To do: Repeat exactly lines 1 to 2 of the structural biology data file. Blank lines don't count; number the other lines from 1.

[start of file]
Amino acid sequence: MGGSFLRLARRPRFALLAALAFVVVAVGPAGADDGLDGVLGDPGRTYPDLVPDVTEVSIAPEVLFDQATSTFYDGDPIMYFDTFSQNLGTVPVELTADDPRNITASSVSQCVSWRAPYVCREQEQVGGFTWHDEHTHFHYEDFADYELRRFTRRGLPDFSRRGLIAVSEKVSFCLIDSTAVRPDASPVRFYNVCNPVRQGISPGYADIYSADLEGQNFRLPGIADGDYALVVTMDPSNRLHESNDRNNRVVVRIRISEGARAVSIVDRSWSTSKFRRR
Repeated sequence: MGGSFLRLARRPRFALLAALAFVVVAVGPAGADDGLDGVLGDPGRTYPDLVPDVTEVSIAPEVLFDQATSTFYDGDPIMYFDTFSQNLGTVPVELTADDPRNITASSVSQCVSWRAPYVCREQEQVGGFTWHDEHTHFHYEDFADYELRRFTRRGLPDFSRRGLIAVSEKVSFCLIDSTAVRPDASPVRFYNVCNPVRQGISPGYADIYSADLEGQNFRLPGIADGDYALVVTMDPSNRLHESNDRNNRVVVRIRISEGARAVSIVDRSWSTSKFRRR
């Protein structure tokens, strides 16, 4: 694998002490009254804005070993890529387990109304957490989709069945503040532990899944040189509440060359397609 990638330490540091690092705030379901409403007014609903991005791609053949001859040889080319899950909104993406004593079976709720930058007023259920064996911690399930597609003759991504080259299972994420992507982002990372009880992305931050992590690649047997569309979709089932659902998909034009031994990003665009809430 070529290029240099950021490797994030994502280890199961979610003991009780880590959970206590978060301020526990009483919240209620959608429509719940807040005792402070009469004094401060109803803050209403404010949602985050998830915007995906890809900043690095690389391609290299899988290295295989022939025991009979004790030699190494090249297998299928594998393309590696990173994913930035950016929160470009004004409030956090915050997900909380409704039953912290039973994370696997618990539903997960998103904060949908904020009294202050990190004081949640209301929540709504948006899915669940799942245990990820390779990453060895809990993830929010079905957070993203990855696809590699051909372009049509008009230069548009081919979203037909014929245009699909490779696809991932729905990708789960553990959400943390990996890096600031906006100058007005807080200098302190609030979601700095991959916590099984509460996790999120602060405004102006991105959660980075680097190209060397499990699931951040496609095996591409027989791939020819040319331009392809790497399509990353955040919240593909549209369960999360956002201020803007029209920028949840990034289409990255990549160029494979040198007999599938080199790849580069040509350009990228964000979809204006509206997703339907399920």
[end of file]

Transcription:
Amino acid sequence: MGGSFLRLARRPRFALLAALAFVVVAVGPAGADDGLDGVLGDPGRTYPDLVPDVTEVSIAPEVLFDQATSTFYDGDPIMYFDTFSQNLGTVPVELTADDPRNITASSVSQCVSWRAPYVCREQEQVGGFTWHDEHTHFHYEDFADYELRRFTRRGLPDFSRRGLIAVSEKVSFCLIDSTAVRPDASPVRFYNVCNPVRQGISPGYADIYSADLEGQNFRLPGIADGDYALVVTMDPSNRLHESNDRNNRVVVRIRISEGARAVSIVDRSWSTSKFRRR
Repeated sequence: MGGSFLRLARRPRFALLAALAFVVVAVGPAGADDGLDGVLGDPGRTYPDLVPDVTEVSIAPEVLFDQATSTFYDGDPIMYFDTFSQNLGTVPVELTADDPRNITASSVSQCVSWRAPYVCREQEQVGGFTWHDEHTHFHYEDFADYELRRFTRRGLPDFSRRGLIAVSEKVSFCLIDSTAVRPDASPVRFYNVCNPVRQGISPGYADIYSADLEGQNFRLPGIADGDYALVVTMDPSNRLHESNDRNNRVVVRIRISEGARAVSIVDRSWSTSKFRRR